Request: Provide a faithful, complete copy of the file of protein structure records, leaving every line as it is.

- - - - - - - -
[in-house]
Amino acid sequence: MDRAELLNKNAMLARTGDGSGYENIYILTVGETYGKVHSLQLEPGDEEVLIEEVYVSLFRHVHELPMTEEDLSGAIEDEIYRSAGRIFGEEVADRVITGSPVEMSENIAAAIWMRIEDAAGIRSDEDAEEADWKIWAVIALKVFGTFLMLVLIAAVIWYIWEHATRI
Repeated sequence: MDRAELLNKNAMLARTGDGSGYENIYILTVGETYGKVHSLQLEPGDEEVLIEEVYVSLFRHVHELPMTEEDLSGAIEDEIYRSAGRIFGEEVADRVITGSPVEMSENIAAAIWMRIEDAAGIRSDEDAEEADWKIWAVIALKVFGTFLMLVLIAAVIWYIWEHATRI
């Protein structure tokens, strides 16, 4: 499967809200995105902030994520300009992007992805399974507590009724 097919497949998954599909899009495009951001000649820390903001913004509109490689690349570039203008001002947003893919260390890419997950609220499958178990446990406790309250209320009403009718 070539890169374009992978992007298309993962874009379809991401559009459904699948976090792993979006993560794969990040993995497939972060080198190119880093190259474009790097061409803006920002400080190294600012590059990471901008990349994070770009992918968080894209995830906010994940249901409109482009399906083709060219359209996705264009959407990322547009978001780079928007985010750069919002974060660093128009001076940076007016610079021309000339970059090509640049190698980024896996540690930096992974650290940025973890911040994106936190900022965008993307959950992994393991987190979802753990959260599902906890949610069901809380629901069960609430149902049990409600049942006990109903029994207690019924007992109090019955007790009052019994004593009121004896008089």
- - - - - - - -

[in-house]
Amino acid sequence: MDRAELLNKNAMLARTGDGSGYENIYILTVGETYGKVHSLQLEPGDEEVLIEEVYVSLFRHVHELPMTEEDLSGAIEDEIYRSAGRIFGEEVADRVITGSPVEMSENIAAAIWMRIEDAAGIRSDEDAEEADWKIWAVIALKVFGTFLMLVLIAAVIWYIWEHATRI
Repeated sequence: MDRAELLNKNAMLARTGDGSGYENIYILTVGETYGKVHSLQLEPGDEEVLIEEVYVSLFRHVHELPMTEEDLSGAIEDEIYRSAGRIFGEEVADRVITGSPVEMSENIAAAIWMRIEDAAGIRSDEDAEEADWKIWAVIALKVFGTFLMLVLIAAVIWYIWEHATRI
């Protein structure tokens, strides 16, 4: 499967809200995105902030994520300009992007992805399974507590009724 097919497949998954599909899009495009951001000649820390903001913004509109490689690349570039203008001002947003893919260390890419997950609220499958178990446990406790309250209320009403009718 070539890169374009992978992007298309993962874009379809991401559009459904699948976090792993979006993560794969990040993995497939972060080198190119880093190259474009790097061409803006920002400080190294600012590059990471901008990349994070770009992918968080894209995830906010994940249901409109482009399906083709060219359209996705264009959407990322547009978001780079928007985010750069919002974060660093128009001076940076007016610079021309000339970059090509640049190698980024896996540690930096992974650290940025973890911040994106936190900022965008993307959950992994393991987190979802753990959260599902906890949610069901809380629901069960609430149902049990409600049942006990109903029994207690019924007992109090019955007790009052019994004593009121004896008089």